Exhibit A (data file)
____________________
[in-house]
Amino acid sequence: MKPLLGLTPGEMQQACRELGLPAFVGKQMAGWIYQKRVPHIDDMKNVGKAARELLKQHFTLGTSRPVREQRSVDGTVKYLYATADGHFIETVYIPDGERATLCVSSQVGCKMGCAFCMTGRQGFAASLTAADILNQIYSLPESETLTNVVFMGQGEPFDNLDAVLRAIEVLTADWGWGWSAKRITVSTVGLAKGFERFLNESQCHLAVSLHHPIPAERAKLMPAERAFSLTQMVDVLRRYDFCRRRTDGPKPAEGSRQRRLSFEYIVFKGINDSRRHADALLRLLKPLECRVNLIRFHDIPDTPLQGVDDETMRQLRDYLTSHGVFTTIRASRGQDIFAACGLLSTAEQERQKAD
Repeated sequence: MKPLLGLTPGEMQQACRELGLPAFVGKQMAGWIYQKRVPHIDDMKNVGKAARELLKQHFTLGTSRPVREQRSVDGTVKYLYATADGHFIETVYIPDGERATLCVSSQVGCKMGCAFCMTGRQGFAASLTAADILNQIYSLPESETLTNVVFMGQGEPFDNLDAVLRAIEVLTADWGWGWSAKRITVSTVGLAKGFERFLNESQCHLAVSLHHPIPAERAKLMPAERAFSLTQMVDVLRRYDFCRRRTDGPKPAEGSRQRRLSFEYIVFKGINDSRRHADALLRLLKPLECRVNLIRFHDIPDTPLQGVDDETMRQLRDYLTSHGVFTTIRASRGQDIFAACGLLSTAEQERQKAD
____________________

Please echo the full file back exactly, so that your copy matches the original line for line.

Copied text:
[in-house]
Amino acid sequence: MKPLLGLTPGEMQQACRELGLPAFVGKQMAGWIYQKRVPHIDDMKNVGKAARELLKQHFTLGTSRPVREQRSVDGTVKYLYATADGHFIETVYIPDGERATLCVSSQVGCKMGCAFCMTGRQGFAASLTAADILNQIYSLPESETLTNVVFMGQGEPFDNLDAVLRAIEVLTADWGWGWSAKRITVSTVGLAKGFERFLNESQCHLAVSLHHPIPAERAKLMPAERAFSLTQMVDVLRRYDFCRRRTDGPKPAEGSRQRRLSFEYIVFKGINDSRRHADALLRLLKPLECRVNLIRFHDIPDTPLQGVDDETMRQLRDYLTSHGVFTTIRASRGQDIFAACGLLSTAEQERQKAD
Repeated sequence: MKPLLGLTPGEMQQACRELGLPAFVGKQMAGWIYQKRVPHIDDMKNVGKAARELLKQHFTLGTSRPVREQRSVDGTVKYLYATADGHFIETVYIPDGERATLCVSSQVGCKMGCAFCMTGRQGFAASLTAADILNQIYSLPESETLTNVVFMGQGEPFDNLDAVLRAIEVLTADWGWGWSAKRITVSTVGLAKGFERFLNESQCHLAVSLHHPIPAERAKLMPAERAFSLTQMVDVLRRYDFCRRRTDGPKPAEGSRQRRLSFEYIVFKGINDSRRHADALLRLLKPLECRVNLIRFHDIPDTPLQGVDDETMRQLRDYLTSHGVFTTIRASRGQDIFAACGLLSTAEQERQKAD